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Women Should Set Their Sights on 2012

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The race to declare 2010 "another year of the woman" has been on for months as one cover story after another sifts evidence and nominates stars. A closer look suggests that "same old, same old" might be a more accurate title for 2010.

There is no data to suggest that more women are running for state legislative seats this year, which is consistent with the trend in many legislatures where the number of women serving has flat-lined over the past decade. And despite an up tick in the number of Republican women filing for Congressional seats in 2010, they are not winning nominations at a greater rate than they have in the past several election cycles.

Much of the hype seems to be generated by the relatively large number of women running for Governor. There's consensus among election trackers that between ten and twelve women will win nominations. In 1998, ten women were nominated for Governor and only two won, so it's too soon to predict November's results.

There is only one election each decade that is likely to produce a significant increase in the numbers of women serving in office -- another "year of the woman" -- and it is the post-reapportionment election when state legislative seats are redrawn and Congressional seats move. That exercise often levels the electoral playing field giving incumbents and challengers alike new voters to woo. The tired and true example is 1992, "The (last) Year of the Woman," when 24 new women were elected to Congress, including 22 in open seats, an historic high.

We haven't had a similar surge since -- women are stuck at 17 percent of Congress and 24 percent of state legislatures. That appallingly low number puts the US 74th in the world compared to other countries on gender parity in national legislatures.

The 2012 Project, a campaign of the Center for American Women and Politics at Rutgers University, is designed to take advantage of post-reapportionment opportunities and significantly increase the number of women in Congress and the state legislatures.

By targeting women over 45 years of age from fields currently under-represented in many legislatures (science, technology, energy, environment, finance, health, international relations and small business owners), the campaign aims to advance gender equity and legislative expertise. To find strong prospects, the campaign is joining forces with industry associations, professional networks and women's initiatives within each field to identify talented, public-spirited women.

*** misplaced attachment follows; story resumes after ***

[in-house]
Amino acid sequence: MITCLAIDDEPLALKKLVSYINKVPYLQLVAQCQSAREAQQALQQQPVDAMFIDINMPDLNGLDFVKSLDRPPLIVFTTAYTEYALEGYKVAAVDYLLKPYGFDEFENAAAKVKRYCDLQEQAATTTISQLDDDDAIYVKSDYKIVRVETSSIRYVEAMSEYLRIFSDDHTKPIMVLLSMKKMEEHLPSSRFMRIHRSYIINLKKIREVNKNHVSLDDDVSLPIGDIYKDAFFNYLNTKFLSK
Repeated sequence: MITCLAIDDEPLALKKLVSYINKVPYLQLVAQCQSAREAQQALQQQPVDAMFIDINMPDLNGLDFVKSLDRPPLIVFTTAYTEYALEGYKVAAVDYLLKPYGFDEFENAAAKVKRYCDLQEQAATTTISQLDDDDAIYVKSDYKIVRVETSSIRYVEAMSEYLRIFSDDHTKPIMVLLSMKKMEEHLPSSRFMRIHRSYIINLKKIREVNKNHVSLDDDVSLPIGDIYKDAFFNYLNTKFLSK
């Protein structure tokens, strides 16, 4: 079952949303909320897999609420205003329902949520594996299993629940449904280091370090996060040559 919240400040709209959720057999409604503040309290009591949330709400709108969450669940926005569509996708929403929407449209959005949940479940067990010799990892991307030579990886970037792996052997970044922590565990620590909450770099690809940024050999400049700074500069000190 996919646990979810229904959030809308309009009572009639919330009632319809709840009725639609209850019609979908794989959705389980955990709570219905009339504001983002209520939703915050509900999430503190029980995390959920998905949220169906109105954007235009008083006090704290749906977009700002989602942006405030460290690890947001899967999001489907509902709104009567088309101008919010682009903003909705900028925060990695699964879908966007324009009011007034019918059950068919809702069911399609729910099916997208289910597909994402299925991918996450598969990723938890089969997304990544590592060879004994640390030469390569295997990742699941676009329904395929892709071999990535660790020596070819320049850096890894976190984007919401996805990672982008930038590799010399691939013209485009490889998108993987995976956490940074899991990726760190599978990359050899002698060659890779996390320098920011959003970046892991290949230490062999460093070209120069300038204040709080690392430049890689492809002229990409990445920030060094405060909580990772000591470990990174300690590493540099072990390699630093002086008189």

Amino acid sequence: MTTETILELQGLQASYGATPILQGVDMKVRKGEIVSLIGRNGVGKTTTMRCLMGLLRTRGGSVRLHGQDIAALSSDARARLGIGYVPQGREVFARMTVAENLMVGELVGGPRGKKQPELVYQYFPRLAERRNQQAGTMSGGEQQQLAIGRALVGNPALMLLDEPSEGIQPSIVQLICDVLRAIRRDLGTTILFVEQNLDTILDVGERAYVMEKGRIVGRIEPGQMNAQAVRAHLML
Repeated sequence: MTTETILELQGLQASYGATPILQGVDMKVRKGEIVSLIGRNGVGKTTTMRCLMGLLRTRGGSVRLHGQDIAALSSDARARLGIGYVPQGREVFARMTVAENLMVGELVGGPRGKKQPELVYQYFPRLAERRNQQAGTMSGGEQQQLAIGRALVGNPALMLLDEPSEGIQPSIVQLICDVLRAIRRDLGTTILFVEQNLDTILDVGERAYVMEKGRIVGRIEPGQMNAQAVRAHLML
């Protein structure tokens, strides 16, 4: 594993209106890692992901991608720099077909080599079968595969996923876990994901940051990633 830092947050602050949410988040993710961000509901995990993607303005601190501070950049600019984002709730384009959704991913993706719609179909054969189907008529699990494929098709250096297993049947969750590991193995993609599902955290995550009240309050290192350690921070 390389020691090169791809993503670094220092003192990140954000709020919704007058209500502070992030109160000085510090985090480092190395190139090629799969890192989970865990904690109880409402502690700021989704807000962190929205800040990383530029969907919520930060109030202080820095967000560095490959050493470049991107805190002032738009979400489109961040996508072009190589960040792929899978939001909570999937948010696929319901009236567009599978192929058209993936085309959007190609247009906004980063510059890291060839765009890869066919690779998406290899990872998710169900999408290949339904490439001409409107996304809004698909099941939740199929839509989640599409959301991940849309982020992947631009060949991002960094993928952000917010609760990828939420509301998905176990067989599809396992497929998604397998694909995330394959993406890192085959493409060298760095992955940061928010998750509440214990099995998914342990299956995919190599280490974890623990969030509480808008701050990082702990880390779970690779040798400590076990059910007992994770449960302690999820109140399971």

The campaign has enlisted former elected women to share their own paths to public service to highlight the difference women's participation makes in legislating and to explain why it's critical to have more women in office. This 2012 faculty will offer panel presentations, speeches and workshops over the next two years at industry and association conventions, seminars and regional meetings across the country.

Interested prospects will be connected to existing resources - leadership programs, think tanks, campaign skills boot camps, fundraising networks, Party caucus leaders and political directors - to fast track their candidacies.

The 2012 Project offers one new strategy for catapulting U.S. women closer to their fair share of responsibility for the policies of the country. Women can seize this opportunity or not, but 2022 is a long way off.

Learn more at the2012project.us.

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Obama Romney
332 206
Obama leading
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Romney leading
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Popular Vote
33 out of 100 seats are up for election. 51 are needed for a majority.
Democrat leading
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Holdover
Republican leading
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Democrats* Republicans
Current Senate 53 47
Seats gained or lost +2 -2
New Total 55 45
* Includes two independent senators expected to caucus with the Democrats: Angus King (Maine) and Sen. Bernie Sanders (Vt.).
All 435 seats are up for election. 218 are needed for a majority.
Democrat leading
Democrat won
Republican leading
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Seats won 201 234
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